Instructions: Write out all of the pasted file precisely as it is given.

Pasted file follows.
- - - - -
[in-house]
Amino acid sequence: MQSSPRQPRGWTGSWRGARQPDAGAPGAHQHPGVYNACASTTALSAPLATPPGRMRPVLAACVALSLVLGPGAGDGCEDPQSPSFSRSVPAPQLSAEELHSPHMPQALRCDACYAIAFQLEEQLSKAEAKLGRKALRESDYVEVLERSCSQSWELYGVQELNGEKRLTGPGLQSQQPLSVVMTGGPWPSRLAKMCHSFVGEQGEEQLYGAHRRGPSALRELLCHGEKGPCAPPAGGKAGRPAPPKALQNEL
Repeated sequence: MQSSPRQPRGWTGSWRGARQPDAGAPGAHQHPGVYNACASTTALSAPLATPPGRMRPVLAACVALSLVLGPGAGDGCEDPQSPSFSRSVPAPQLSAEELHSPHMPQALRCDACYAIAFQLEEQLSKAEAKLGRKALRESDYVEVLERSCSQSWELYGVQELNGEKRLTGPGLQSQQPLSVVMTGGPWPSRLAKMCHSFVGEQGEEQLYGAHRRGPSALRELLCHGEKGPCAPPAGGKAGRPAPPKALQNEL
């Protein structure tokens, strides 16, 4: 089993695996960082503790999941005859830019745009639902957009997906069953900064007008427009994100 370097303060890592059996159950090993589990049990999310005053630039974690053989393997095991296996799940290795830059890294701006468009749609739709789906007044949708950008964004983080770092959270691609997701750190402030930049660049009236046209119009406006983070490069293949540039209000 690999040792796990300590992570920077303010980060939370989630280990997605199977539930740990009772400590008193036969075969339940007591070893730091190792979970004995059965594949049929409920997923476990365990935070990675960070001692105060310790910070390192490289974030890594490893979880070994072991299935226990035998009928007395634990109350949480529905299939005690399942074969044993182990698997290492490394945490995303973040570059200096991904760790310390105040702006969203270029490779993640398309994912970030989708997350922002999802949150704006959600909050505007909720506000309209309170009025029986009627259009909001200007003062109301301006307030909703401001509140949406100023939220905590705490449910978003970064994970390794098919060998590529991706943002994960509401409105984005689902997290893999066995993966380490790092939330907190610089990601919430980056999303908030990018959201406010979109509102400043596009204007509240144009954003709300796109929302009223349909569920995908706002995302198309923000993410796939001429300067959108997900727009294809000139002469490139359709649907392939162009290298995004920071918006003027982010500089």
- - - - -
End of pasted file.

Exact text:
[in-house]
Amino acid sequence: MQSSPRQPRGWTGSWRGARQPDAGAPGAHQHPGVYNACASTTALSAPLATPPGRMRPVLAACVALSLVLGPGAGDGCEDPQSPSFSRSVPAPQLSAEELHSPHMPQALRCDACYAIAFQLEEQLSKAEAKLGRKALRESDYVEVLERSCSQSWELYGVQELNGEKRLTGPGLQSQQPLSVVMTGGPWPSRLAKMCHSFVGEQGEEQLYGAHRRGPSALRELLCHGEKGPCAPPAGGKAGRPAPPKALQNEL
Repeated sequence: MQSSPRQPRGWTGSWRGARQPDAGAPGAHQHPGVYNACASTTALSAPLATPPGRMRPVLAACVALSLVLGPGAGDGCEDPQSPSFSRSVPAPQLSAEELHSPHMPQALRCDACYAIAFQLEEQLSKAEAKLGRKALRESDYVEVLERSCSQSWELYGVQELNGEKRLTGPGLQSQQPLSVVMTGGPWPSRLAKMCHSFVGEQGEEQLYGAHRRGPSALRELLCHGEKGPCAPPAGGKAGRPAPPKALQNEL
């Protein structure tokens, strides 16, 4: 089993695996960082503790999941005859830019745009639902957009997906069953900064007008427009994100 370097303060890592059996159950090993589990049990999310005053630039974690053989393997095991296996799940290795830059890294701006468009749609739709789906007044949708950008964004983080770092959270691609997701750190402030930049660049009236046209119009406006983070490069293949540039209000 690999040792796990300590992570920077303010980060939370989630280990997605199977539930740990009772400590008193036969075969339940007591070893730091190792979970004995059965594949049929409920997923476990365990935070990675960070001692105060310790910070390192490289974030890594490893979880070994072991299935226990035998009928007395634990109350949480529905299939005690399942074969044993182990698997290492490394945490995303973040570059200096991904760790310390105040702006969203270029490779993640398309994912970030989708997350922002999802949150704006959600909050505007909720506000309209309170009025029986009627259009909001200007003062109301301006307030909703401001509140949406100023939220905590705490449910978003970064994970390794098919060998590529991706943002994960509401409105984005689902997290893999066995993966380490790092939330907190610089990601919430980056999303908030990018959201406010979109509102400043596009204007509240144009954003709300796109929302009223349909569920995908706002995302198309923000993410796939001429300067959108997900727009294809000139002469490139359709649907392939162009290298995004920071918006003027982010500089």